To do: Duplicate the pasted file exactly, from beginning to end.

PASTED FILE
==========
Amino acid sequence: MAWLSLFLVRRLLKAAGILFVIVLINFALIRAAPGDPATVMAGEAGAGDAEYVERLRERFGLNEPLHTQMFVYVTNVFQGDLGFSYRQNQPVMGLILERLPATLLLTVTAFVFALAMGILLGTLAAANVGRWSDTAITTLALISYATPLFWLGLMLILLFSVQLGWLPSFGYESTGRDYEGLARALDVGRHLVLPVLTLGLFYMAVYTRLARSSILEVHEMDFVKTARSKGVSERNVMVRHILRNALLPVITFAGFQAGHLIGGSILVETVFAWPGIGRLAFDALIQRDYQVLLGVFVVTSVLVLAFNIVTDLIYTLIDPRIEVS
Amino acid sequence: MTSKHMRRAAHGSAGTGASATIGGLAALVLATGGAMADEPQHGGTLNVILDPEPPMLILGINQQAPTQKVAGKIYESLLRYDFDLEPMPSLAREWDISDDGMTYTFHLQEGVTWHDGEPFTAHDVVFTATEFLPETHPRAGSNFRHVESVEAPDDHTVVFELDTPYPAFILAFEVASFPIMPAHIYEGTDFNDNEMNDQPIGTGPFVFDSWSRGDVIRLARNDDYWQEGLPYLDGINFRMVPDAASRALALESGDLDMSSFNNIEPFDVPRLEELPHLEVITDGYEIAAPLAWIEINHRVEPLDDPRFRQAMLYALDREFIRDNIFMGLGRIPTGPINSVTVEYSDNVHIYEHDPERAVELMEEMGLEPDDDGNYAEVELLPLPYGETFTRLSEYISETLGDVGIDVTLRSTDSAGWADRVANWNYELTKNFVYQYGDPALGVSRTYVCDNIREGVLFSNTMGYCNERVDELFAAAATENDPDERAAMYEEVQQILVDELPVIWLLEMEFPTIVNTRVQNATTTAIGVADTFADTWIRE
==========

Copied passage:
Amino acid sequence: MAWLSLFLVRRLLKAAGILFVIVLINFALIRAAPGDPATVMAGEAGAGDAEYVERLRERFGLNEPLHTQMFVYVTNVFQGDLGFSYRQNQPVMGLILERLPATLLLTVTAFVFALAMGILLGTLAAANVGRWSDTAITTLALISYATPLFWLGLMLILLFSVQLGWLPSFGYESTGRDYEGLARALDVGRHLVLPVLTLGLFYMAVYTRLARSSILEVHEMDFVKTARSKGVSERNVMVRHILRNALLPVITFAGFQAGHLIGGSILVETVFAWPGIGRLAFDALIQRDYQVLLGVFVVTSVLVLAFNIVTDLIYTLIDPRIEVS
Amino acid sequence: MTSKHMRRAAHGSAGTGASATIGGLAALVLATGGAMADEPQHGGTLNVILDPEPPMLILGINQQAPTQKVAGKIYESLLRYDFDLEPMPSLAREWDISDDGMTYTFHLQEGVTWHDGEPFTAHDVVFTATEFLPETHPRAGSNFRHVESVEAPDDHTVVFELDTPYPAFILAFEVASFPIMPAHIYEGTDFNDNEMNDQPIGTGPFVFDSWSRGDVIRLARNDDYWQEGLPYLDGINFRMVPDAASRALALESGDLDMSSFNNIEPFDVPRLEELPHLEVITDGYEIAAPLAWIEINHRVEPLDDPRFRQAMLYALDREFIRDNIFMGLGRIPTGPINSVTVEYSDNVHIYEHDPERAVELMEEMGLEPDDDGNYAEVELLPLPYGETFTRLSEYISETLGDVGIDVTLRSTDSAGWADRVANWNYELTKNFVYQYGDPALGVSRTYVCDNIREGVLFSNTMGYCNERVDELFAAAATENDPDERAAMYEEVQQILVDELPVIWLLEMEFPTIVNTRVQNATTTAIGVADTFADTWIRE